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Dynamic Link Libraries

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You know, every time I've sat down to write my next entry, something (or someone) always comes up and bugs me. I hate distractions. Anyways, before I resume my discussion on OOP, I thought I would cover a topic that came up recently, dynamic link libraries.

Why would you use a DLL?
Quite simply, a DLL allows you to separate components of your engine/game from each other. This has many consequences for a game, some of which I'll list here. By using DLLs you introduce the ability to update one part of the engine without affecting any of the other components. They also provide a level of logical separation that is much harder to break, this makes it easier to decouple things from each other, and thus enable the aforementioned ability to update without having to rebuild the entire game. Finally, they give you the ability to enable mod makers to just substitute their own DLL in place of the game logic you provided. You can see such behavior in the original Half-Life engine (with perhaps the most mods, and most popular ones too).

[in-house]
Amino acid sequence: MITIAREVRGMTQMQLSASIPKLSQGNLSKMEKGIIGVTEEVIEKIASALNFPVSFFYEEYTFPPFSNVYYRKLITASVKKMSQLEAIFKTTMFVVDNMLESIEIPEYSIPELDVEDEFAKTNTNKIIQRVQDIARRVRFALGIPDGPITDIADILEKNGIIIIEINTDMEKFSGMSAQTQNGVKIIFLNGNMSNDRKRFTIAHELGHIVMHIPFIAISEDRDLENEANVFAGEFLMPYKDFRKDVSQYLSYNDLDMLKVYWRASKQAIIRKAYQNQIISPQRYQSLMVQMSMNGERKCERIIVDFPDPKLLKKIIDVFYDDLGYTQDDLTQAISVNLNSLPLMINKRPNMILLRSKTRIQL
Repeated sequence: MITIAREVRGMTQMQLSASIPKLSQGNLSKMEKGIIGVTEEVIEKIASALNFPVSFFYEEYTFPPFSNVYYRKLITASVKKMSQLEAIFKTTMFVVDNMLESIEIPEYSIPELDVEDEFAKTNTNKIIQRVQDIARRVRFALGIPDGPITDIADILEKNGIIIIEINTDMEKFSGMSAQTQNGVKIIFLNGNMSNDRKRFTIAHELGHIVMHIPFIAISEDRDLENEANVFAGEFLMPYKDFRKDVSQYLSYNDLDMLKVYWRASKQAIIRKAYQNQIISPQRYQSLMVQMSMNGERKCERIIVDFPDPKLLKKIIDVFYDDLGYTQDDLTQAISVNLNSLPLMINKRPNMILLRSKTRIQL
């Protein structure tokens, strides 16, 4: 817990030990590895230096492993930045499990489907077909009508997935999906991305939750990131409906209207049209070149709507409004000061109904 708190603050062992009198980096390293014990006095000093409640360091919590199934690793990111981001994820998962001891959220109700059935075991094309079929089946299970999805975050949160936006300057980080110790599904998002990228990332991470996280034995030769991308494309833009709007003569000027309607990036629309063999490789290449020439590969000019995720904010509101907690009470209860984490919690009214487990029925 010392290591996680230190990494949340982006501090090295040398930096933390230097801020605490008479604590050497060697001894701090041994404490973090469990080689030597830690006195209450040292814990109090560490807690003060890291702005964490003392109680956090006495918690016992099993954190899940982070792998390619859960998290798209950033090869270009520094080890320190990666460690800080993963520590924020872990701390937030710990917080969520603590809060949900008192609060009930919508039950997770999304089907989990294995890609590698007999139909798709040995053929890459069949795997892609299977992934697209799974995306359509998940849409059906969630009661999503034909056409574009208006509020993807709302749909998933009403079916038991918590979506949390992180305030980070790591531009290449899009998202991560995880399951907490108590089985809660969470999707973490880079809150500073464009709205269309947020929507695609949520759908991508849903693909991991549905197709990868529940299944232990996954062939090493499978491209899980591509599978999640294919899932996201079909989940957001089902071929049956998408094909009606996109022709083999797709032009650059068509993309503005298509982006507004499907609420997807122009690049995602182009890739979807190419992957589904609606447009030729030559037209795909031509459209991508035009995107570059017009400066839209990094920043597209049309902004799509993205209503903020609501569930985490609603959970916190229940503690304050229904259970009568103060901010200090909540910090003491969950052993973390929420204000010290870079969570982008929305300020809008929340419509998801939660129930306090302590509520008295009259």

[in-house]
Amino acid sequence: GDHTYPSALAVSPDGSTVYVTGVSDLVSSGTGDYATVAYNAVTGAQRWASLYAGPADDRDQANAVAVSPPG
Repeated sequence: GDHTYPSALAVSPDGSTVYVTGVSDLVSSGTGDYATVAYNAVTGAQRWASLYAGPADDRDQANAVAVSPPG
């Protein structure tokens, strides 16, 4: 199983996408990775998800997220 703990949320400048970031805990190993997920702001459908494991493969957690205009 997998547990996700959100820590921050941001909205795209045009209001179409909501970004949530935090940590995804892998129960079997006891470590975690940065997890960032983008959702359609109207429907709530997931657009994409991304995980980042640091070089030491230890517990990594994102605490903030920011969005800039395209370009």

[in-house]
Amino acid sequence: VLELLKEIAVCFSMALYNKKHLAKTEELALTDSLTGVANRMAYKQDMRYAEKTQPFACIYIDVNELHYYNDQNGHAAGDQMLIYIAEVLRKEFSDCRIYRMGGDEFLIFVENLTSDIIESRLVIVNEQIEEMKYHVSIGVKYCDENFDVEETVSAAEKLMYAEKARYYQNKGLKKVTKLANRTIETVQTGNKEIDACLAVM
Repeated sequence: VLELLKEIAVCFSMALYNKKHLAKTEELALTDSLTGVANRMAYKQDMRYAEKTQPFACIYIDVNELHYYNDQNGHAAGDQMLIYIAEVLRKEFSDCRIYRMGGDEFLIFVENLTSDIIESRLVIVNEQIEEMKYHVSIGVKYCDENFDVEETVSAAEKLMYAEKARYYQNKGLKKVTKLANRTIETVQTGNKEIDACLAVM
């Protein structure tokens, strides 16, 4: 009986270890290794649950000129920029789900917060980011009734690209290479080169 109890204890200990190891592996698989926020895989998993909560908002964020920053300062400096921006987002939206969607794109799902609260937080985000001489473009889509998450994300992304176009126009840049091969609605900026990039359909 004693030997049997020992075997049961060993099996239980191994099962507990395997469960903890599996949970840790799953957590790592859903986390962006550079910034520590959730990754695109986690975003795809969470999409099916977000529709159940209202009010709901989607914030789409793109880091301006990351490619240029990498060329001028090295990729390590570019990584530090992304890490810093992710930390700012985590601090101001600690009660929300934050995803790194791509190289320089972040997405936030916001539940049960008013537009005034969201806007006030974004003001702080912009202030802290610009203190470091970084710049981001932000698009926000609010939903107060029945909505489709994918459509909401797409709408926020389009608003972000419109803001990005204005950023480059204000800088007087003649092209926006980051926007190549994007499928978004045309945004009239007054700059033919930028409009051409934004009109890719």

When you are writing a DLL you need to export symbols from it so that others applications can load up the DLL and access those functions and objects that you wish them to use. There are some problems though, and the first deals with the compiler and how it names functions. When you build a program, the function names are mangled to ensure that they are unique, and in the case of C++, to provide a unique signature to the overloads that can be identified by the compiler easily.

int f(int); //Becomes: ?f@@YAHH@Z
double f(double); //Becomes: ?f@@YANN@Z

As you can see, these two overloaded functions have different signatures. As to the exact meaning of the various symbols, that's up to the compiler vendor. However, in this case (VS2005) we see that H stands for int, and that it marks it as both returning an integer and taking an integer. N stands for double. This means that if you were to export these two functions from a DLL, then the compiler used to link to that DLL would also have to mangle the function names in exactly the same way. Otherwise when it went to look up the function name in the DLL, it wouldn't find it, since the two names would not match.

C is different however, it does specify how names should be mangled, by appending an underscore to the start of the function name. Something to note however: C does not support overloads. So if you do decide to mark a function as using the C calling convention, then you cannot overload it. The typical way we mark a function as using the C calling convention is to use the extern keyword.

extern "C" int f(int);

Now the mangled name of this function is _f. This name does not depend on the compiler, and thus a DLL exporting this name will be able to be used by many different applications compiled using many different compilers.

Next time, exporting functions from a DLL.
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